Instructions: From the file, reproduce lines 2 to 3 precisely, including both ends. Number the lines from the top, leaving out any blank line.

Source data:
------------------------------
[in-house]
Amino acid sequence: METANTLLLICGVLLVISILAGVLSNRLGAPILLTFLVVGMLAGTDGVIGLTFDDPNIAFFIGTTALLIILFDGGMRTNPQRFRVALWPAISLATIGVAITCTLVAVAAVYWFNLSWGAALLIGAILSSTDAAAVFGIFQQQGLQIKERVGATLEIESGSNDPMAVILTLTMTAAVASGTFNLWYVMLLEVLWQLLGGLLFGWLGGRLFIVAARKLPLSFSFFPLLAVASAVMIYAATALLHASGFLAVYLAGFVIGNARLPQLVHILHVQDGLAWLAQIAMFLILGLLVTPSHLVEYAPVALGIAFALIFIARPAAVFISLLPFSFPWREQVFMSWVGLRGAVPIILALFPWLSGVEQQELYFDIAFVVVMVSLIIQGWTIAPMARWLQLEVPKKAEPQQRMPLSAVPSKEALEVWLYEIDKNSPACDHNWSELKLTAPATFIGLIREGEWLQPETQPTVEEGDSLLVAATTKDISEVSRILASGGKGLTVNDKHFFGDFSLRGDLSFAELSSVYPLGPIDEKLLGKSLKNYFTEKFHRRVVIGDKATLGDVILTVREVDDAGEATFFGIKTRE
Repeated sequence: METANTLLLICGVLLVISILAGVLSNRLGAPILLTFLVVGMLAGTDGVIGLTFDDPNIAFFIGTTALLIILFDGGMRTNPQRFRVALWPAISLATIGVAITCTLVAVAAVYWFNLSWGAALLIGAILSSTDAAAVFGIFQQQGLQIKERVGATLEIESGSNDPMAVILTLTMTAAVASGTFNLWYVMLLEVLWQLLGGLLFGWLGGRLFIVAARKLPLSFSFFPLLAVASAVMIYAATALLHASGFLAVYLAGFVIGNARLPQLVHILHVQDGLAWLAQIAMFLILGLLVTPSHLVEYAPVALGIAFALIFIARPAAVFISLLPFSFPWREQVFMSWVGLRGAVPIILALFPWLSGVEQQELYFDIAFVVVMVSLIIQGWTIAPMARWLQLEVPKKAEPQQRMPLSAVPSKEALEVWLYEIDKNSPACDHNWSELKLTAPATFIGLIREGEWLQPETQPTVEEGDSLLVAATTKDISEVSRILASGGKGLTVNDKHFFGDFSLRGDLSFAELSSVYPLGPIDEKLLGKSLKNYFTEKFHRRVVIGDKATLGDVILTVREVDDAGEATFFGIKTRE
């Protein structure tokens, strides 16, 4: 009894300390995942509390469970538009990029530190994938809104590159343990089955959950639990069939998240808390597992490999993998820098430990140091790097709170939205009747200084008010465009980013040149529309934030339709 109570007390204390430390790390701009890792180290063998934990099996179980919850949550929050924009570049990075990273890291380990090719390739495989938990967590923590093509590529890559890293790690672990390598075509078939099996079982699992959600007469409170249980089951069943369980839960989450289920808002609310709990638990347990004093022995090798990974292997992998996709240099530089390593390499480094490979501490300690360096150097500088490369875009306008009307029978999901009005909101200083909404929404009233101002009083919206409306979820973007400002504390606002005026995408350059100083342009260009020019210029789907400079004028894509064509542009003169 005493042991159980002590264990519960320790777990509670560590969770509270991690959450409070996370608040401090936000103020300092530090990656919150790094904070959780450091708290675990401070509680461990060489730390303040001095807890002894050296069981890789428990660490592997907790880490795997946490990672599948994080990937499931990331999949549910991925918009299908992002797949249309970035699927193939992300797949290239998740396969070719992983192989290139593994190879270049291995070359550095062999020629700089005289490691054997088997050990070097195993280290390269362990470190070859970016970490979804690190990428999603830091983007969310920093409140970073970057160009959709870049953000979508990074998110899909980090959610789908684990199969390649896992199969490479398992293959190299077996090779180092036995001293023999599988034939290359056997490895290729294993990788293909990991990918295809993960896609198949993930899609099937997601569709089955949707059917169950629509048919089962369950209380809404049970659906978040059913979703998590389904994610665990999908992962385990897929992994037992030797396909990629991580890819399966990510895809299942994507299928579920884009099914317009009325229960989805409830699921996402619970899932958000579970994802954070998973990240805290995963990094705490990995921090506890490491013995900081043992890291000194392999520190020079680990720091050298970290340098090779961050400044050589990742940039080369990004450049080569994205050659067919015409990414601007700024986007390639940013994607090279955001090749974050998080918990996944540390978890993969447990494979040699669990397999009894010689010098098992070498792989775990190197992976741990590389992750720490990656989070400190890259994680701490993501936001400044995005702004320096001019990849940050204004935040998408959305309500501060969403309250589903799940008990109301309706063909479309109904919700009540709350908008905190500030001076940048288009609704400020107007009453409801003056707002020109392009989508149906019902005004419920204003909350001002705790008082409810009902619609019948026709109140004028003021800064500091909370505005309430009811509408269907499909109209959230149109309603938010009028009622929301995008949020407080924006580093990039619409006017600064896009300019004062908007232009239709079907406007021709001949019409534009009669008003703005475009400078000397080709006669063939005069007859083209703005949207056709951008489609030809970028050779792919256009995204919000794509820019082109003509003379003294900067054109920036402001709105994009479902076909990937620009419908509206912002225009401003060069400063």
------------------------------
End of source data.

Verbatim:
Amino acid sequence: METANTLLLICGVLLVISILAGVLSNRLGAPILLTFLVVGMLAGTDGVIGLTFDDPNIAFFIGTTALLIILFDGGMRTNPQRFRVALWPAISLATIGVAITCTLVAVAAVYWFNLSWGAALLIGAILSSTDAAAVFGIFQQQGLQIKERVGATLEIESGSNDPMAVILTLTMTAAVASGTFNLWYVMLLEVLWQLLGGLLFGWLGGRLFIVAARKLPLSFSFFPLLAVASAVMIYAATALLHASGFLAVYLAGFVIGNARLPQLVHILHVQDGLAWLAQIAMFLILGLLVTPSHLVEYAPVALGIAFALIFIARPAAVFISLLPFSFPWREQVFMSWVGLRGAVPIILALFPWLSGVEQQELYFDIAFVVVMVSLIIQGWTIAPMARWLQLEVPKKAEPQQRMPLSAVPSKEALEVWLYEIDKNSPACDHNWSELKLTAPATFIGLIREGEWLQPETQPTVEEGDSLLVAATTKDISEVSRILASGGKGLTVNDKHFFGDFSLRGDLSFAELSSVYPLGPIDEKLLGKSLKNYFTEKFHRRVVIGDKATLGDVILTVREVDDAGEATFFGIKTRE
Repeated sequence: METANTLLLICGVLLVISILAGVLSNRLGAPILLTFLVVGMLAGTDGVIGLTFDDPNIAFFIGTTALLIILFDGGMRTNPQRFRVALWPAISLATIGVAITCTLVAVAAVYWFNLSWGAALLIGAILSSTDAAAVFGIFQQQGLQIKERVGATLEIESGSNDPMAVILTLTMTAAVASGTFNLWYVMLLEVLWQLLGGLLFGWLGGRLFIVAARKLPLSFSFFPLLAVASAVMIYAATALLHASGFLAVYLAGFVIGNARLPQLVHILHVQDGLAWLAQIAMFLILGLLVTPSHLVEYAPVALGIAFALIFIARPAAVFISLLPFSFPWREQVFMSWVGLRGAVPIILALFPWLSGVEQQELYFDIAFVVVMVSLIIQGWTIAPMARWLQLEVPKKAEPQQRMPLSAVPSKEALEVWLYEIDKNSPACDHNWSELKLTAPATFIGLIREGEWLQPETQPTVEEGDSLLVAATTKDISEVSRILASGGKGLTVNDKHFFGDFSLRGDLSFAELSSVYPLGPIDEKLLGKSLKNYFTEKFHRRVVIGDKATLGDVILTVREVDDAGEATFFGIKTRE